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Philosophy of Science in the Twentieth Century: Four Central Themes.

In this book Donald Gillies set out to provide both an introduction to and 'a history of philosophy of science in the twentieth century' by focusing on four themes that 'all would agree . . . are indeed of the greatest importance' (p. xi). These are: (I) inductivism and its critics, (II) conventionalism and the Duhem-Quine thesis, (III) the nature of observation, and (IV) the demarcation between science and metaphysics. Gillies does not, however, simply present a survey of past opinions. Rather, the discussions of the different topics are meant to be cumulative and make an original contribution to the literature by issuing in a new answer to the problems faced by the methodological doctrine of falsificationism. Here a pointed over-view must suffice to motivate some brief remarks on the book's success as an introductory text.

Part I lays out the distinctions basic to and the problems associated with inductivism. (Along the way, it also introduces the main historical actors dealt with in the book as a whole: Russell, the Vienna Circle, Popper, and Poincare and Duhem - only Wittgenstein appears later.) The story told is a familiar one: the Baconian view that science starts with observations and moves on from them to generalizations and predictions fails, first, for want of observations without a theoretical background and, second, because science can make do without any inductive inferences. Thus Popper 'rejected both inductivism as a theory of discovery and Bayesianism as a theory of justification, (p. 32). Dissenting from Popper's further claim that scientific conjectures can never be positively justified, Gillies confronts the general method of conjectures and refutations with examples from the history of science, lending his qualified support. A shorter account of Duhem's critique of Newton's version of inductivism follows. With 'creative theorizing' taking the place of traditional inductivism, 'conjectural induction' (an explanatory generalization which, being based on observational data, may nevertheless contradict them in part, pp. 47, 62) emerges as Gillies' candidate for the 'kind of synthesis between inductivism and falsificationism' he had announced earlier (p. 36). (The reader will have to wait until the end of Part IV to learn whether there is anything distinctly Popperian left in the synthesis provided and what the positive justification of hypotheses might consist in.)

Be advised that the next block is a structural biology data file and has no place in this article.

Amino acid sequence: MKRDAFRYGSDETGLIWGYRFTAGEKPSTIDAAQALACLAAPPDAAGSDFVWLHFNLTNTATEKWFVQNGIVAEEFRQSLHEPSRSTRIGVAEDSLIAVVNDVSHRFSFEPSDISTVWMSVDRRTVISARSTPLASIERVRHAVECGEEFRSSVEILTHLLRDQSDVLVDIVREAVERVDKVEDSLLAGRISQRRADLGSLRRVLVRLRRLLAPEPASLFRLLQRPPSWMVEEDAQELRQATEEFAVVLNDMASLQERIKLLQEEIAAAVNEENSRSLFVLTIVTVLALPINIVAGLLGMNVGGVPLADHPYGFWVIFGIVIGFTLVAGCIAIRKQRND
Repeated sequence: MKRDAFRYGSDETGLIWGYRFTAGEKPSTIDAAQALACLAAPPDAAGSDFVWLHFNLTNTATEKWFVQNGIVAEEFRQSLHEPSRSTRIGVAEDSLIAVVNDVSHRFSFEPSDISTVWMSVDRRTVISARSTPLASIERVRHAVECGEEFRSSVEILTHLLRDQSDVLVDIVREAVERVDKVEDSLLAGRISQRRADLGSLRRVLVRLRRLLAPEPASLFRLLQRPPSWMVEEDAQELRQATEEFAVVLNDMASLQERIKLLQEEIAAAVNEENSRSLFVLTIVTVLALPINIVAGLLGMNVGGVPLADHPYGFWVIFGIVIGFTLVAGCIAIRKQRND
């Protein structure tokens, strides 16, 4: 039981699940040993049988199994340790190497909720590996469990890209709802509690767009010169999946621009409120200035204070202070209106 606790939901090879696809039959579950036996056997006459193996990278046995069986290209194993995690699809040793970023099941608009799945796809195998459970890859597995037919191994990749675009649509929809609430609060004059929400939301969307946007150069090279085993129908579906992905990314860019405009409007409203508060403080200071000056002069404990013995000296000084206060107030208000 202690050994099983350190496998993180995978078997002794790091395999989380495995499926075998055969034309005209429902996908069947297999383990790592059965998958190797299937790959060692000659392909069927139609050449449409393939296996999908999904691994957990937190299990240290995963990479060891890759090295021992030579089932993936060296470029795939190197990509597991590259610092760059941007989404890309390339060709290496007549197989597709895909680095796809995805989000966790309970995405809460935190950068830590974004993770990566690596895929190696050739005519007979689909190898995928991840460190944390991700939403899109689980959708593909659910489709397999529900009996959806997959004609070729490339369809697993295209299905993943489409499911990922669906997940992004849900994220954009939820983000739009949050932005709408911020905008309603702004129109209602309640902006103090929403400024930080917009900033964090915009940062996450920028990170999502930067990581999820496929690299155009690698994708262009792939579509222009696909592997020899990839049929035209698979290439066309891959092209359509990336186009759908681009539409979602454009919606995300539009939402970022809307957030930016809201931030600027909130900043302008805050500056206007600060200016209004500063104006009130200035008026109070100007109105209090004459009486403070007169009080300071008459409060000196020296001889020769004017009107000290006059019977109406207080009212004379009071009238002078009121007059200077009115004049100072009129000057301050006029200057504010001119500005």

Part II begins with Poincare's conventionalism: the basic principles of geometry and laws of physics are viewed as definitions of the terms involved which could never be invalidated by experiment. Noting the limits of Poincare's conventionalism, Gillies turns to a discussion of the various strands of the so-called 'Duhem-Quine' thesis (often held to support even extreme forms of conventionalism). The 'Duhem thesis' (also called the 'holistic thesis') says that 'an experiment in physics can never condemn an isolated hypothesis but only a whole theoretical group'. For Gillies, Duhem was not a conventionalist, because he held that no conventions were in principle immune from experimentally generated doubt. His theory rather was a 'modified falsificationism' (p. 104), for he distinguished between physical laws falsifiable in isolation (called 'level-1 hypotheses') and those that are not ('level-2 hypotheses') and assigned to 'bon sens' the decision when to regard experiments as 'in practice crucial' for level-2 hypotheses. The 'Quine thesis', Gillies then notes, is stronger than Duhem's, because it concerns not only physics, but all of science, and because the unit of empirical significance is now the whole of science, not just a certain group of hypotheses. Part II closes with Gillies' own version of the Duhem-Quine thesis: (i) the holistic thesis applies to level-2 theoretical hypotheses in all sciences (pace Duhem), (ii) its unit of significance is smaller than the whole of science (pace Quine), and (iii) 'scientific good sense' would in many situations overrule the logical possibility of making adjustments elsewhere (p. 115).